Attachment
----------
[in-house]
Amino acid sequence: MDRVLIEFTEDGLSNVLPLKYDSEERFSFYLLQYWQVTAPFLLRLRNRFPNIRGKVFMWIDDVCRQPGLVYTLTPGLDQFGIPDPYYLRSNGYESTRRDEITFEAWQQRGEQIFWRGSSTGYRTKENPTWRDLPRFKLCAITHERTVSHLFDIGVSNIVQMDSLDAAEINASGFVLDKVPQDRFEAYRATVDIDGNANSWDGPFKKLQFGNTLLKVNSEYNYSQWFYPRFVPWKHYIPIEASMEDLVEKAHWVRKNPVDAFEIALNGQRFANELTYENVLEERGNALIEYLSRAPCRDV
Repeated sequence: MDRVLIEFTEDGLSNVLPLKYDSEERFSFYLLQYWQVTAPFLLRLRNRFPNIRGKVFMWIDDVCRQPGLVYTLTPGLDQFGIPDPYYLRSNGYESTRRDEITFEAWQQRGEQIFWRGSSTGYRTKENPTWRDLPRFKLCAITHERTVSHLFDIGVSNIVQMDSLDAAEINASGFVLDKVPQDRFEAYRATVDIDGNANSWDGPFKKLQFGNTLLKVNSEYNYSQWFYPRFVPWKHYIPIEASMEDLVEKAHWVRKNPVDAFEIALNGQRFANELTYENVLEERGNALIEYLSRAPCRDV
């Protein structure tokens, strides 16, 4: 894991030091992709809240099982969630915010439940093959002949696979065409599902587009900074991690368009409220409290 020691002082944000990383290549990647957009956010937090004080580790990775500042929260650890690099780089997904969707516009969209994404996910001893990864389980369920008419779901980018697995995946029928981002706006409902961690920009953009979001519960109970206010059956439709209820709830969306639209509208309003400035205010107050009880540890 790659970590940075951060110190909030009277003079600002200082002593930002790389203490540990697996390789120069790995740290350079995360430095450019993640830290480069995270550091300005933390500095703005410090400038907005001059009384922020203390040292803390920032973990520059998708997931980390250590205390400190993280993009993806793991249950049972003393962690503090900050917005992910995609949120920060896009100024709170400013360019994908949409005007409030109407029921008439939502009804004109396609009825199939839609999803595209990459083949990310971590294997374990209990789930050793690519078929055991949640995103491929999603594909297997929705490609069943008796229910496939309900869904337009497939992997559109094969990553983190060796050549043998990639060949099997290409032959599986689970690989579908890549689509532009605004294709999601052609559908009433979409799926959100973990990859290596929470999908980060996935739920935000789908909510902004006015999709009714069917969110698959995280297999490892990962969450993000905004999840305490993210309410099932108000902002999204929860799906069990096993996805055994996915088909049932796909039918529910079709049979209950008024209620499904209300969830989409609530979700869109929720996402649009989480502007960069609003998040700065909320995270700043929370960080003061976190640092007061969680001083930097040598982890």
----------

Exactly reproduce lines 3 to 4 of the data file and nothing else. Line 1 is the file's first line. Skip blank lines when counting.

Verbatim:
Repeated sequence: MDRVLIEFTEDGLSNVLPLKYDSEERFSFYLLQYWQVTAPFLLRLRNRFPNIRGKVFMWIDDVCRQPGLVYTLTPGLDQFGIPDPYYLRSNGYESTRRDEITFEAWQQRGEQIFWRGSSTGYRTKENPTWRDLPRFKLCAITHERTVSHLFDIGVSNIVQMDSLDAAEINASGFVLDKVPQDRFEAYRATVDIDGNANSWDGPFKKLQFGNTLLKVNSEYNYSQWFYPRFVPWKHYIPIEASMEDLVEKAHWVRKNPVDAFEIALNGQRFANELTYENVLEERGNALIEYLSRAPCRDV
């Protein structure tokens, strides 16, 4: 894991030091992709809240099982969630915010439940093959002949696979065409599902587009900074991690368009409220409290 020691002082944000990383290549990647957009956010937090004080580790990775500042929260650890690099780089997904969707516009969209994404996910001893990864389980369920008419779901980018697995995946029928981002706006409902961690920009953009979001519960109970206010059956439709209820709830969306639209509208309003400035205010107050009880540890 790659970590940075951060110190909030009277003079600002200082002593930002790389203490540990697996390789120069790995740290350079995360430095450019993640830290480069995270550091300005933390500095703005410090400038907005001059009384922020203390040292803390920032973990520059998708997931980390250590205390400190993280993009993806793991249950049972003393962690503090900050917005992910995609949120920060896009100024709170400013360019994908949409005007409030109407029921008439939502009804004109396609009825199939839609999803595209990459083949990310971590294997374990209990789930050793690519078929055991949640995103491929999603594909297997929705490609069943008796229910496939309900869904337009497939992997559109094969990553983190060796050549043998990639060949099997290409032959599986689970690989579908890549689509532009605004294709999601052609559908009433979409799926959100973990990859290596929470999908980060996935739920935000789908909510902004006015999709009714069917969110698959995280297999490892990962969450993000905004999840305490993210309410099932108000902002999204929860799906069990096993996805055994996915088909049932796909039918529910079709049979209950008024209620499904209300969830989409609530979700869109929720996402649009989480502007960069609003998040700065909320995270700043929370960080003061976190640092007061969680001083930097040598982890």